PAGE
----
It’s that time of year again: freshmen sheepishly roaming the halls, sophomores happy they aren’t the lowest echelon of the WHS food chain, juniors momentarily optimistic before the infamous “junior year” catches up with them and seniors thinking they rule the school. Even though senior year is supposed to be the most relaxed year in high school, the first semester is consumed by fighting off the demon that causes countless sleepless nights, panic attacks and anxiety: college applications.
Applying to college, for those who pursue a higher education, is arguably the most stressful part of high school. Many primarily strive for academic excellence and do extracurricular activities in order to elevate their college applications, proving that they are competitive students. Throughout our time at WHS, we have worked together to study for finals, worked on posters for group projects and nervously anticipated those oral presentations.
Despite all this, when discussing college applications with other classmates, I find others guard their college essays or keep where they are applying to a secret. Instead, we should all communicate and collaborate on the college admissions process.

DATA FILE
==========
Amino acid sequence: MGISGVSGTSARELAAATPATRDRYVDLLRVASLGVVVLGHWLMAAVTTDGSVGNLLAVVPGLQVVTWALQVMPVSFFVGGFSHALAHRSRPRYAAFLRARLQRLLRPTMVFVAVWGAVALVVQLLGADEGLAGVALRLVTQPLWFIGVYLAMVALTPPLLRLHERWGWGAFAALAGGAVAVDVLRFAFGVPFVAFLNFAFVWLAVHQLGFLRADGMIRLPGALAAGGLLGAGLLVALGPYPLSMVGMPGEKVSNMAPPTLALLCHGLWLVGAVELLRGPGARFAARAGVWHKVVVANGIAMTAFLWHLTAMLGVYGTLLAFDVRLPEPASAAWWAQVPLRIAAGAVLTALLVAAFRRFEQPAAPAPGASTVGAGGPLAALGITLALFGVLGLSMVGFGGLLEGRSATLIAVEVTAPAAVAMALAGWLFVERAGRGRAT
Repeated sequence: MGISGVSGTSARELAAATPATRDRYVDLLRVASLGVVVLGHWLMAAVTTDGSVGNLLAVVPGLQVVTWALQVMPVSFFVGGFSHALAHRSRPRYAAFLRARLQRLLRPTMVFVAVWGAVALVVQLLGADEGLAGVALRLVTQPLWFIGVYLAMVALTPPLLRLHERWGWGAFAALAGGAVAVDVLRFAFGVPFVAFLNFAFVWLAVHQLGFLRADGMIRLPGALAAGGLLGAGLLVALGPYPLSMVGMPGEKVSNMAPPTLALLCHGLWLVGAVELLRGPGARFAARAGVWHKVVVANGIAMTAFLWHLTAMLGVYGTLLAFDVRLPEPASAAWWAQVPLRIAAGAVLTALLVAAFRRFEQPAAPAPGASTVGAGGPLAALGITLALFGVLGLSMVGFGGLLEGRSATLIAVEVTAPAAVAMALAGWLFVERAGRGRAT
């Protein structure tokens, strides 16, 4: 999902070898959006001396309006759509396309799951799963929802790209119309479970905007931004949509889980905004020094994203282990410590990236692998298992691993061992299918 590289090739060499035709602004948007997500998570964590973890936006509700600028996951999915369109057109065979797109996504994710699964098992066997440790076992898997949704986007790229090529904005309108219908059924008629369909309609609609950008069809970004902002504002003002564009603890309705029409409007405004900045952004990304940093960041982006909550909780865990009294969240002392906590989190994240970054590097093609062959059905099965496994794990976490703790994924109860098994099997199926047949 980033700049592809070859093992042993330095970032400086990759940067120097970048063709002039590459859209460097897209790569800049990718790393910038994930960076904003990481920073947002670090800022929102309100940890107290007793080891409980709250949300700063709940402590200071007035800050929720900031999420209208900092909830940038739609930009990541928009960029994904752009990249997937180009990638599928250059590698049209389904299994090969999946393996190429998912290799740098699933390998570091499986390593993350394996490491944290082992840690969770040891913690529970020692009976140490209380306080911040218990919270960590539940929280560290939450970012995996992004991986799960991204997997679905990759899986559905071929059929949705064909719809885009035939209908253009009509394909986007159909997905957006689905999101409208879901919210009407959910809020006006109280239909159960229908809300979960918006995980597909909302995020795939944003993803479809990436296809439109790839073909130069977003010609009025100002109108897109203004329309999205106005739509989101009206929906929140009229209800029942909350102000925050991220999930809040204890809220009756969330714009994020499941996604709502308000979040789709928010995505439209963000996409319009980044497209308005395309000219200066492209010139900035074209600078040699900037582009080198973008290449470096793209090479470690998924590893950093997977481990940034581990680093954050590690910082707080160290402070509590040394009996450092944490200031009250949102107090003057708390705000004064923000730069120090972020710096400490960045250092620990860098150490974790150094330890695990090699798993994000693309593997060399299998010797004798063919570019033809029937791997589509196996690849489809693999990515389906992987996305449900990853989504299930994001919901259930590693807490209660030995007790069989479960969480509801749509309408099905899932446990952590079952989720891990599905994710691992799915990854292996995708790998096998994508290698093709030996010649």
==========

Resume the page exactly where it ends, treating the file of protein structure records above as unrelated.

Through discussing why people are applying to certain colleges, we share our own “college research,” revealing small, under-the-radar private schools that could be the dream school. Without that discussion, people could miss the opportunity to attend the best college for them.
The biggest part of the college applications process that people do not want to share is their essays. I understand that people can read and practically copy others’ essays; however, students in AP Literature and Composition already have to peer edit a college essay.
Also, people want to see their friends achieve. Through bouncing around ideas and catching key mistakes, these peer-reviewed essays can be the difference between admission and rejection from the school of their dreams.
Outside of the different components of applying to college, discussion among friends relieves a lot of the stress of college admission. Having my friends and family support me throughout this college admission process and venting with my friends until midnight has made the last month significantly easier.
The next couple months are going to be full of challenges and sleepless nights (thanks procrastination), but collaboration will make the process less intimidating, and the friendships and memories will transcend the next four years in college. Nevertheless, whether or not the results are in our favor, we should be proud of the process, rather than the outcome.